A business note is created when the owner of the business offers financing to assist in the sale to a buyer. That owner can later sell the business note to a business note buyer — similar to selling to a real estate note buyer, except that business notes are secured by a business rather than by real estate. Due to the specialization needed, there are fewer business note buyers than real estate note buyers. The business note can be created instead of or in addition to using traditional bank financing.
It is usually more difficult and time-intensive to get a bank loan for the purchase of a small business than it is to get a loan for a home or building. This can be attributed to a variety of reasons, but is generally related to the amount of collateral available to secure the loan. In other words, these types of loans are riskier to the lender.
When the seller and buyer of a business agree to move forward with the transaction, they quickly find out that pursuing financing using SBA loans is long and difficult. Using owner financing instead will speed up the process significantly.
According to leading experts, while small business purchase loans issued by conventional lenders dropped by 50% from 2007 to early 2014, at least 225,000 business notes were created annually. One industry website estimates that owner financing was used as a portion of the purchase price in roughly 90% of successful small business sales. As banks continue to retreat from the financing of small businesses, using owner financing to create business notes is an excellent alternative to fill that void.
Guidelines for Business Notes
The list below provides parameters that we utilize when deciding whether to purchase a particular business note. Although we like to see all of these items, lacking strength in one area is sometimes acceptable if the other elements are especially strong.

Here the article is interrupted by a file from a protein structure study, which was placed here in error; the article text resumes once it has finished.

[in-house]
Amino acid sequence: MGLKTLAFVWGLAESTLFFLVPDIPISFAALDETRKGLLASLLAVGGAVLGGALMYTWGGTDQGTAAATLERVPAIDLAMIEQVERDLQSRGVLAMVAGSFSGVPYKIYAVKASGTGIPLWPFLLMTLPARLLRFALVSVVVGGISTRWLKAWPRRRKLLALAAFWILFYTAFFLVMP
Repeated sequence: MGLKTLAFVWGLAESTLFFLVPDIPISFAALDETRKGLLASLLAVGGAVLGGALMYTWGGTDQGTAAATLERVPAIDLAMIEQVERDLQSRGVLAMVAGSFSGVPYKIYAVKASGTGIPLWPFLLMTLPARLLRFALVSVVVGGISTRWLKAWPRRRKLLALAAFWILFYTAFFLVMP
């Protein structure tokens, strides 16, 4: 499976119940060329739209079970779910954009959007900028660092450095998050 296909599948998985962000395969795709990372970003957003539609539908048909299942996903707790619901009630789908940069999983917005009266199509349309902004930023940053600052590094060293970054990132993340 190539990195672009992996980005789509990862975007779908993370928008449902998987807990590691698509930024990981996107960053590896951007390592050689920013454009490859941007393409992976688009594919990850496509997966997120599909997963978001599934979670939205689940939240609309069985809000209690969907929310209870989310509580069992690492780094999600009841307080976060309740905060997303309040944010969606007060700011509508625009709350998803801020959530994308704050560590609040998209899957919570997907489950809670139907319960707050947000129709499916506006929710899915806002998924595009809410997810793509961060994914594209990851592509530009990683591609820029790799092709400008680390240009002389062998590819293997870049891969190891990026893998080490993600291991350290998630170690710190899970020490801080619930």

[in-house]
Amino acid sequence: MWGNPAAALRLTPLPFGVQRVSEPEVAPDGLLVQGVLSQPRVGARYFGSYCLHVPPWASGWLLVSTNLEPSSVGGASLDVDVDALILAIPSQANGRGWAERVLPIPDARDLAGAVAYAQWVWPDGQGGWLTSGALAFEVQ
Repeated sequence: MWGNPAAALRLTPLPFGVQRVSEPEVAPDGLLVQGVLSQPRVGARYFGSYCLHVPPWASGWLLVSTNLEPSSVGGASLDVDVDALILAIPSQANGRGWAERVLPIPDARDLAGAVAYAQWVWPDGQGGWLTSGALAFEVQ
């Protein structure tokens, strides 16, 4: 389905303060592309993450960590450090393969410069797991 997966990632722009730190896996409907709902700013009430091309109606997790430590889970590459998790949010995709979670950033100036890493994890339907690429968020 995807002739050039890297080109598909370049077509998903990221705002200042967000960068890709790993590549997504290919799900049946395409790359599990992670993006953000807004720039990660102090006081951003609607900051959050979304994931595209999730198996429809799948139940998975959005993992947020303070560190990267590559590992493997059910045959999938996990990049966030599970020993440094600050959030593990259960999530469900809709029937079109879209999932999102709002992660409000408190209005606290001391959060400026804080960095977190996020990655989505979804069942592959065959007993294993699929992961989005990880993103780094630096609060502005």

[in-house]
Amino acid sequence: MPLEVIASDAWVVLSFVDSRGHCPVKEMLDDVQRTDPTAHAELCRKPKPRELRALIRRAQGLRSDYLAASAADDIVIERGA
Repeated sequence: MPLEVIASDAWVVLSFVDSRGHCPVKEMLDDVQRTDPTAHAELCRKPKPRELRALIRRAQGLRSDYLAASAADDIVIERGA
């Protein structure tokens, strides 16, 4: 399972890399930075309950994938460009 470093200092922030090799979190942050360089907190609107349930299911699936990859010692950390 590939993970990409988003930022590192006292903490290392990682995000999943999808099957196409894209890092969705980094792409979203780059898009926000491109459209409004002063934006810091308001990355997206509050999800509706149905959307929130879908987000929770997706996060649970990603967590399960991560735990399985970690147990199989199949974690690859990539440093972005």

- Minimum 20% cash down payment by the buyer
- At least one payment has been received from the buyer
- Personal guarantee from the buyer and should have a decent credit score with no recent major delinquencies
- Business is profitable, and annual cash flow for the 12 months preceding the sale is sufficient to cover the new annual note debt
- Term on the note should be 6 years or less, with full amortization (no large balloon payments at the end)
- 1st liens only
You can sell a business note regardless of the industry in which you participate. Yes, we do especially like to see businesses that can weather economic downturns and that have relatively small transaction amounts, but have a lot of flexibility in making offers for various types of notes.
As with other types of notes, business note buyers can purchase all or only a certain number of the payments that you are receiving. Often, selling just some of the payments of your business note (called a partial) is a better option for all concerned, as it results in better pricing and more flexibility for you, the note holder.